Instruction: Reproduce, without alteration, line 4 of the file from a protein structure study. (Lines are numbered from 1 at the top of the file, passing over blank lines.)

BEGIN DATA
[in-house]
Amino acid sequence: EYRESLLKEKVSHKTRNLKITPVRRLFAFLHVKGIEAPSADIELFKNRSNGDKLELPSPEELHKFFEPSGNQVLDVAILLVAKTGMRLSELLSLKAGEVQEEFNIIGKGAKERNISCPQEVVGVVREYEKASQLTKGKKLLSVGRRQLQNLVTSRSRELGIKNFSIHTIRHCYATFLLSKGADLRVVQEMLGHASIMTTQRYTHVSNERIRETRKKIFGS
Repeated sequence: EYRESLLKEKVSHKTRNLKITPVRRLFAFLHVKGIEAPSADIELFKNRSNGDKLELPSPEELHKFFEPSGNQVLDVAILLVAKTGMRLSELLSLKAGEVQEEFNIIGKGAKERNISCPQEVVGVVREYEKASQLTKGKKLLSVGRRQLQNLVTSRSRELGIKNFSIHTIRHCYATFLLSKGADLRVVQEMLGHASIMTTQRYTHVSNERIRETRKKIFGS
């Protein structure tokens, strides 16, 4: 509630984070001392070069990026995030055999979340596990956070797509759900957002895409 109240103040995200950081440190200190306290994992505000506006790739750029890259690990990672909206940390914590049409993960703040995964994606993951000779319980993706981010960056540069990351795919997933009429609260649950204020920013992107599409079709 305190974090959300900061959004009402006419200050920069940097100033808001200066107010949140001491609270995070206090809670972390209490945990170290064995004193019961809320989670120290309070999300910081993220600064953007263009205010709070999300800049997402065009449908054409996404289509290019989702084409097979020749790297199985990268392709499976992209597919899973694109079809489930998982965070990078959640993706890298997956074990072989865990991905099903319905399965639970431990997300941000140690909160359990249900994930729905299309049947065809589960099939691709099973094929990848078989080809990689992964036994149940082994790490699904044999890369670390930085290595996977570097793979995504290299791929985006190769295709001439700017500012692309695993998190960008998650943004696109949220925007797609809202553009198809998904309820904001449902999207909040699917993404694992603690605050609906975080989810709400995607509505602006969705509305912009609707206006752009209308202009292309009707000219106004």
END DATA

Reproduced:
């Protein structure tokens, strides 16, 4: 509630984070001392070069990026995030055999979340596990956070797509759900957002895409 109240103040995200950081440190200190306290994992505000506006790739750029890259690990990672909206940390914590049409993960703040995964994606993951000779319980993706981010960056540069990351795919997933009429609260649950204020920013992107599409079709 305190974090959300900061959004009402006419200050920069940097100033808001200066107010949140001491609270995070206090809670972390209490945990170290064995004193019961809320989670120290309070999300910081993220600064953007263009205010709070999300800049997402065009449908054409996404289509290019989702084409097979020749790297199985990268392709499976992209597919899973694109079809489930998982965070990078959640993706890298997956074990072989865990991905099903319905399965639970431990997300941000140690909160359990249900994930729905299309049947065809589960099939691709099973094929990848078989080809990689992964036994149940082994790490699904044999890369670390930085290595996977570097793979995504290299791929985006190769295709001439700017500012692309695993998190960008998650943004696109949220925007797609809202553009198809998904309820904001449902999207909040699917993404694992603690605050609906975080989810709400995607509505602006969705509305912009609707206006752009209308202009292309009707000219106004």